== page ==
Scottish referendum poll, Oscar Pistorius's 'millions' and MPs' expenses
Campaigning ahead of the Scottish independence referendum continues to fill many pages, in the Scottish press. and elsewhere around the UK.
And the tone of some of Friday's front pages suggests a setback for the Yes campaign, with the Times reporting the results of a YouGov poll in which 52% of those who had made up their minds said they would reject an independent Scotland. "Here we no again," is how the Sun sums up the results.
Once again, much of the papers' focus is on economic matters. This time retailers are at the centre of the argument, with the Times reporting that firms such as John Lewis were warning that prices in Scotland would reflect higher regulatory and delivery costs in the event of a Yes victory. The Guardian says many large retailers are being pressed by No 10 to back a campaign with a similar message.
Meanwhile, the Financial Times reports comments from the head of the CBI business group, Sir Mike Rake, suggesting that 90% of Scottish firms are against independence. Independent cartoonist Dave Brown offers his take on the situation, picturing nationalist First Minister Alex Salmond with his "Yes" kilt unravelling, having been caught in the door of John Lewis.
Mr Salmond is unperturbed, claiming that Scotland is "on the cusp of making history" by voting for independence.
Some writers have been following the campaign trail, notably the visit of several dozen Labour MPs to Glasgow. "There are many words you could use to describe the welcome they received, but I'm not sure "friendly" would be the first," suggests Daily Telegraph sketchwriter Michael Deacon. He recalls a Yes supporter with "wild red hair, wild red beard and even wilder eyes" bellowing "bow down to your imperial masters" through a PA system, before a middle-aged shopper yelled: "Go back tae London! You're a disgrace!"
Once the MPs began speaking, close to the statue of Scotland's inaugural First Minister Donald Dewar, it descended into what the Mail's Quentin Letts describes as a "corking broil". "Glasgow, city of culture, refinement, grace - pow - and fights," he writes. "Suddenly the event was ambushed by Scots Nat 'Yes' campaigners and for the next half hour the place went bananas. There was screaming, chanting drumming, accusations of assault, argy-bargy, Mc Mayhem. A set of bagpipes even burst into life. Perfick."
"Police held the two sides apart as Mr Miliband was forced to break off his speech amid football crowd-style chanting from both sides," reports the Daily Mirror. With both sides at loggerheads and only 4% of people in the latest poll saying they were undecided, Matthew Engel, of the Financial Times, finds no members of a fourth group - the "don't cares" - in the Lanarkshire pit village of Cleland. "Whatever the result of the referendum, there will have to be a great deal of reconciliation in the months ahead," he says.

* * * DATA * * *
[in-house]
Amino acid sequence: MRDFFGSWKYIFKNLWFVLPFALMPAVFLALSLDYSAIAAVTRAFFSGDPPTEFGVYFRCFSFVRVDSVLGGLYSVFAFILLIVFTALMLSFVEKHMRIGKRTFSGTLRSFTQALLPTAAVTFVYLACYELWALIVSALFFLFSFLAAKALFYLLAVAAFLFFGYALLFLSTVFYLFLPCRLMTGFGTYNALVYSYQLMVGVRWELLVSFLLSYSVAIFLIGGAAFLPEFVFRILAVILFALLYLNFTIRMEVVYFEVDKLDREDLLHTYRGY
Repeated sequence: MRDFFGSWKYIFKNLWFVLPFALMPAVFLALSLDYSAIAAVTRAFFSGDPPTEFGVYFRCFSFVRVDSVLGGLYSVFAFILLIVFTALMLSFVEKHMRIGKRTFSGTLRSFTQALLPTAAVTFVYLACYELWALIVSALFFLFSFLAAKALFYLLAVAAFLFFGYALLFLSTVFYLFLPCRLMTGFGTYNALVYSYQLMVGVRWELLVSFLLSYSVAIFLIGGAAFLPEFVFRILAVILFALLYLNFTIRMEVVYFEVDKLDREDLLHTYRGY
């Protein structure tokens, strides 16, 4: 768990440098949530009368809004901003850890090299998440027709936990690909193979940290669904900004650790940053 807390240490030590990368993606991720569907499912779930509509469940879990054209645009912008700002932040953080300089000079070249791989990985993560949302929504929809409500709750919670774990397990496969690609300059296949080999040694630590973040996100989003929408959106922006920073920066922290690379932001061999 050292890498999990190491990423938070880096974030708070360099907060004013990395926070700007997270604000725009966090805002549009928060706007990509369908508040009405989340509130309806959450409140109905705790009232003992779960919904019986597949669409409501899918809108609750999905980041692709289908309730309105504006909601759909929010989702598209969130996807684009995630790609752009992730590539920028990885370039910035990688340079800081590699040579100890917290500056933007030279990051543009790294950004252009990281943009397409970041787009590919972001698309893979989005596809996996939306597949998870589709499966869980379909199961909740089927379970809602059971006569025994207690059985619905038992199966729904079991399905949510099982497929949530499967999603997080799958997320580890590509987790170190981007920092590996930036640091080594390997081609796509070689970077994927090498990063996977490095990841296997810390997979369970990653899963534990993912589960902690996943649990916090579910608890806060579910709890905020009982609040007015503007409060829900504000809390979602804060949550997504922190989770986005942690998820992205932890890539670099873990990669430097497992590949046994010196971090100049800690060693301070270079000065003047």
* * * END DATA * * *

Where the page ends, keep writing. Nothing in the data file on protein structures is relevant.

Robert Fisk, in the Independent, provides some reassurance by reminding readers of the example of Ireland's divorce from the UK, which he says was "painful and acrimonious, but ended in harmony and prosperity".
Photographs of Oscar Pistorius feature on many front pages, several of them showing the Olympic sprinter in tears after being cleared of murdering his girlfriend Reeva Steenkamp who he shot through a bathroom door. And the Daily Star says the verdict leaves the Paralympian, nicknamed Blade Runner because of the shape of the prosthetic legs he uses for running, "on track to make a fortune" in book and TV deals.
However, the Times points out that while "it was a good day for Pistorius... the wait isn't over". The trial judge who delivered the "surprise" verdict - by accepting the athlete's account that he thought he was tackling an intruder - will rule on a second charge equivalent to manslaughter on Friday. The paper profiles the judge in question, Thokozile Masipa. "A black woman who suffered greatly under apartheid was not expected to be lenient on a white, wealthy girlfriend-killer - especially one who has, in the past, given hefty sentences to perpetrators of violence against women," it says.